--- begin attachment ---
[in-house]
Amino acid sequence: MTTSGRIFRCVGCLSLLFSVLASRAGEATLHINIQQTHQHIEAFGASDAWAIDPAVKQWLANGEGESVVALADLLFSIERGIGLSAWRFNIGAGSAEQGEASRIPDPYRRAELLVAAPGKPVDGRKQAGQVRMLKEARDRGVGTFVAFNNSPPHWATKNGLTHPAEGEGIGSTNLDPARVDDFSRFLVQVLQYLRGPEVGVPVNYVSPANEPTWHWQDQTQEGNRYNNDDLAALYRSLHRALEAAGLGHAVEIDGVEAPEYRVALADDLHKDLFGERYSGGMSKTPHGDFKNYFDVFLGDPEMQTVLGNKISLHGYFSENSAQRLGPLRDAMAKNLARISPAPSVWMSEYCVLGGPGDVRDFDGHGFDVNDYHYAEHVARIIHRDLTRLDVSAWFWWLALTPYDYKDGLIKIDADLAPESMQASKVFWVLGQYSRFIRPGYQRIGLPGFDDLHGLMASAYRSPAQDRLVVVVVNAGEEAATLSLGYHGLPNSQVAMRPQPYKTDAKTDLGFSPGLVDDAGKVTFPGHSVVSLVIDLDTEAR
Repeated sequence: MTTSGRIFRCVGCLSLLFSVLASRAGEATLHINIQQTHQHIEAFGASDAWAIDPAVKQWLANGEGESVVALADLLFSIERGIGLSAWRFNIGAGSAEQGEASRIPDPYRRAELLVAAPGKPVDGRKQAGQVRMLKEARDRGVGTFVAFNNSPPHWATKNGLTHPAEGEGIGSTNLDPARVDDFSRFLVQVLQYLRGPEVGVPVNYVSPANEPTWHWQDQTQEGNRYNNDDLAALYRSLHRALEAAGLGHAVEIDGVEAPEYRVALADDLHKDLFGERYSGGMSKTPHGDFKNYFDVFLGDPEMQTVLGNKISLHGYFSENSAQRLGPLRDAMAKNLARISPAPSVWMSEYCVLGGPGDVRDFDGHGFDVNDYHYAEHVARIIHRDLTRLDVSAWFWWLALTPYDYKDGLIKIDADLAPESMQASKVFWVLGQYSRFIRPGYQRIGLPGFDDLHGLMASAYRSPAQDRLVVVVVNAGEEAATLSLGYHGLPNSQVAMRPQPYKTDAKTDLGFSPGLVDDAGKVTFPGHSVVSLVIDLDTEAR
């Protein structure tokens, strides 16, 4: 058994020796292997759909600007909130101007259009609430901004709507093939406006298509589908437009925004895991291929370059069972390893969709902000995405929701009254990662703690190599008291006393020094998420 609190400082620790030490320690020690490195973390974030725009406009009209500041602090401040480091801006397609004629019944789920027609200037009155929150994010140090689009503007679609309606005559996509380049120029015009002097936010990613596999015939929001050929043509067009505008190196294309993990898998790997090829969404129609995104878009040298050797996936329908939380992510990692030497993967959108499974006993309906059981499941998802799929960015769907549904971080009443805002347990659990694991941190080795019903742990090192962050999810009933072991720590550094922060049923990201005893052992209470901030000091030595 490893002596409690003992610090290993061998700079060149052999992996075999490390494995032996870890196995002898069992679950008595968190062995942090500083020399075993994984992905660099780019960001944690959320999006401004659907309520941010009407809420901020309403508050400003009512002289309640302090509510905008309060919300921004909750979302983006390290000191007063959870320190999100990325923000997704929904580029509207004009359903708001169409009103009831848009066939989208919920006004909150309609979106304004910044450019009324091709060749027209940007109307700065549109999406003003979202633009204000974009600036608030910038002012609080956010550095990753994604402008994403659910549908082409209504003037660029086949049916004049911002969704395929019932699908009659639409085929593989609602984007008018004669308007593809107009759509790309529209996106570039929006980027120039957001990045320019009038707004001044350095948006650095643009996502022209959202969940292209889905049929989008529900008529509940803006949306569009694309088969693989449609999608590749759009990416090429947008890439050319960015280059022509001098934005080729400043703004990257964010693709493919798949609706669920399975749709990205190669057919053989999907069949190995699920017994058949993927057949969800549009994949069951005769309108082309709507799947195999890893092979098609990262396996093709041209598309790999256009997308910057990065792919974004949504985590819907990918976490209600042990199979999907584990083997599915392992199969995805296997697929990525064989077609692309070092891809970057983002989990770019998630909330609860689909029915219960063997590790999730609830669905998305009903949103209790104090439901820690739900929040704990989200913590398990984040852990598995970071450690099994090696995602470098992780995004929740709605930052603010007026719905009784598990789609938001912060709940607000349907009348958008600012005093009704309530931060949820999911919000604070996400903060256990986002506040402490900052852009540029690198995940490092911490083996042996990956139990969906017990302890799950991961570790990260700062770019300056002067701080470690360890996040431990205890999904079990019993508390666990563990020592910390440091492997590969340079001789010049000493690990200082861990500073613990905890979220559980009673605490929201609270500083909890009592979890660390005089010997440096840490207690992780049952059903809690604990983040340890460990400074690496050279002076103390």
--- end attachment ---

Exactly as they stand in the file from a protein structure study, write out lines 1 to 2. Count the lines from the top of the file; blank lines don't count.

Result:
[in-house]
Amino acid sequence: MTTSGRIFRCVGCLSLLFSVLASRAGEATLHINIQQTHQHIEAFGASDAWAIDPAVKQWLANGEGESVVALADLLFSIERGIGLSAWRFNIGAGSAEQGEASRIPDPYRRAELLVAAPGKPVDGRKQAGQVRMLKEARDRGVGTFVAFNNSPPHWATKNGLTHPAEGEGIGSTNLDPARVDDFSRFLVQVLQYLRGPEVGVPVNYVSPANEPTWHWQDQTQEGNRYNNDDLAALYRSLHRALEAAGLGHAVEIDGVEAPEYRVALADDLHKDLFGERYSGGMSKTPHGDFKNYFDVFLGDPEMQTVLGNKISLHGYFSENSAQRLGPLRDAMAKNLARISPAPSVWMSEYCVLGGPGDVRDFDGHGFDVNDYHYAEHVARIIHRDLTRLDVSAWFWWLALTPYDYKDGLIKIDADLAPESMQASKVFWVLGQYSRFIRPGYQRIGLPGFDDLHGLMASAYRSPAQDRLVVVVVNAGEEAATLSLGYHGLPNSQVAMRPQPYKTDAKTDLGFSPGLVDDAGKVTFPGHSVVSLVIDLDTEAR